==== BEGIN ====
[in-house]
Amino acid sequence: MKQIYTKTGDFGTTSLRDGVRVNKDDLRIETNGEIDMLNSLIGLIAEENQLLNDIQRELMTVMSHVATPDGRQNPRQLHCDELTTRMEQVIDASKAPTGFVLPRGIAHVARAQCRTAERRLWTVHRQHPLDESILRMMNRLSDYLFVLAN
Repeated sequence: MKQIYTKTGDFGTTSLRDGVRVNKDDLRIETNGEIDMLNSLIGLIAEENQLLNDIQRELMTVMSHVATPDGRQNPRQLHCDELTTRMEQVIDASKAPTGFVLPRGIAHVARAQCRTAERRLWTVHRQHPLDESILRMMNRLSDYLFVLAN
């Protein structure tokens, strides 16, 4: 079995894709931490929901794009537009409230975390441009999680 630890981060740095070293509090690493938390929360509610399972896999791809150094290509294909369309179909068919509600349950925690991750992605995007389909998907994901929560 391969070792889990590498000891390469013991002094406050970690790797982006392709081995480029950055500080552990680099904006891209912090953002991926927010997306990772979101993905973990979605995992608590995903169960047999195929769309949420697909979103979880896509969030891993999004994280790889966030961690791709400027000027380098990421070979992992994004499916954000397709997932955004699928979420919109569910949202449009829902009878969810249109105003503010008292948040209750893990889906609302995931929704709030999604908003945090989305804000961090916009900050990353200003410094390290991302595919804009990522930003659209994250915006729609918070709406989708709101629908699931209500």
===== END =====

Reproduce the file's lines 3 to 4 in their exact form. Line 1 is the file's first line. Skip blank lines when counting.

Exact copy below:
Repeated sequence: MKQIYTKTGDFGTTSLRDGVRVNKDDLRIETNGEIDMLNSLIGLIAEENQLLNDIQRELMTVMSHVATPDGRQNPRQLHCDELTTRMEQVIDASKAPTGFVLPRGIAHVARAQCRTAERRLWTVHRQHPLDESILRMMNRLSDYLFVLAN
């Protein structure tokens, strides 16, 4: 079995894709931490929901794009537009409230975390441009999680 630890981060740095070293509090690493938390929360509610399972896999791809150094290509294909369309179909068919509600349950925690991750992605995007389909998907994901929560 391969070792889990590498000891390469013991002094406050970690790797982006392709081995480029950055500080552990680099904006891209912090953002991926927010997306990772979101993905973990979605995992608590995903169960047999195929769309949420697909979103979880896509969030891993999004994280790889966030961690791709400027000027380098990421070979992992994004499916954000397709997932955004699928979420919109569910949202449009829902009878969810249109105003503010008292948040209750893990889906609302995931929704709030999604908003945090989305804000961090916009900050990353200003410094390290991302595919804009990522930003659209994250915006729609918070709406989708709101629908699931209500």